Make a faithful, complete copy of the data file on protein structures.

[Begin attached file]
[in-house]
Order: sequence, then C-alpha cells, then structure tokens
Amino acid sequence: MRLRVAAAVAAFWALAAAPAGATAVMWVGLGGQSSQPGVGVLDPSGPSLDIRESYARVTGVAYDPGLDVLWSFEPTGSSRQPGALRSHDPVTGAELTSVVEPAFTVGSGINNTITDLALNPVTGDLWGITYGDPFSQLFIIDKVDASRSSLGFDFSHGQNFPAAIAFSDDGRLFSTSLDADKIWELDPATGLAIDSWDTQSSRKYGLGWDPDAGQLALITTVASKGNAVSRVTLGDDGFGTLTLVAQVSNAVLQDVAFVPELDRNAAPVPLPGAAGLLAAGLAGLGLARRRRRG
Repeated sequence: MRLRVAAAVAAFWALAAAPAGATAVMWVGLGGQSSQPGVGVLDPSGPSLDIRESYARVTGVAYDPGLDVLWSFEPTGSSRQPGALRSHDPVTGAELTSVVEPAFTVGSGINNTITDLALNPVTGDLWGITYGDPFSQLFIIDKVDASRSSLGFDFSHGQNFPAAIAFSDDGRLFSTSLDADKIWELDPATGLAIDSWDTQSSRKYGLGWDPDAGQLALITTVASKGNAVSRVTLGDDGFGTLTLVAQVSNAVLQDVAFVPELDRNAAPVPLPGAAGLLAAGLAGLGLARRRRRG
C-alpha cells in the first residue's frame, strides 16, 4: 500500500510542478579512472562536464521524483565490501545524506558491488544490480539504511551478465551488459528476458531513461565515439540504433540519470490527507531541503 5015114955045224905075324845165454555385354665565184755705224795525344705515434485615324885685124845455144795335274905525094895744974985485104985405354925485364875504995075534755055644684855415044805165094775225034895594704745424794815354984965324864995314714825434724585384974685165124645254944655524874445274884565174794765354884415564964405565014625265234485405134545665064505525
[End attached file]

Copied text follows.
[in-house]
Order: sequence, then C-alpha cells, then structure tokens
Amino acid sequence: MRLRVAAAVAAFWALAAAPAGATAVMWVGLGGQSSQPGVGVLDPSGPSLDIRESYARVTGVAYDPGLDVLWSFEPTGSSRQPGALRSHDPVTGAELTSVVEPAFTVGSGINNTITDLALNPVTGDLWGITYGDPFSQLFIIDKVDASRSSLGFDFSHGQNFPAAIAFSDDGRLFSTSLDADKIWELDPATGLAIDSWDTQSSRKYGLGWDPDAGQLALITTVASKGNAVSRVTLGDDGFGTLTLVAQVSNAVLQDVAFVPELDRNAAPVPLPGAAGLLAAGLAGLGLARRRRRG
Repeated sequence: MRLRVAAAVAAFWALAAAPAGATAVMWVGLGGQSSQPGVGVLDPSGPSLDIRESYARVTGVAYDPGLDVLWSFEPTGSSRQPGALRSHDPVTGAELTSVVEPAFTVGSGINNTITDLALNPVTGDLWGITYGDPFSQLFIIDKVDASRSSLGFDFSHGQNFPAAIAFSDDGRLFSTSLDADKIWELDPATGLAIDSWDTQSSRKYGLGWDPDAGQLALITTVASKGNAVSRVTLGDDGFGTLTLVAQVSNAVLQDVAFVPELDRNAAPVPLPGAAGLLAAGLAGLGLARRRRRG
C-alpha cells in the first residue's frame, strides 16, 4: 500500500510542478579512472562536464521524483565490501545524506558491488544490480539504511551478465551488459528476458531513461565515439540504433540519470490527507531541503 5015114955045224905075324845165454555385354665565184755705224795525344705515434485615324885685124845455144795335274905525094895744974985485104985405354925485364875504995075534755055644684855415044805165094775225034895594704745424794815354984965324864995314714825434724585384974685165124645254944655524874445274884565174794765354884415564964405565014625265234485405134545665064505525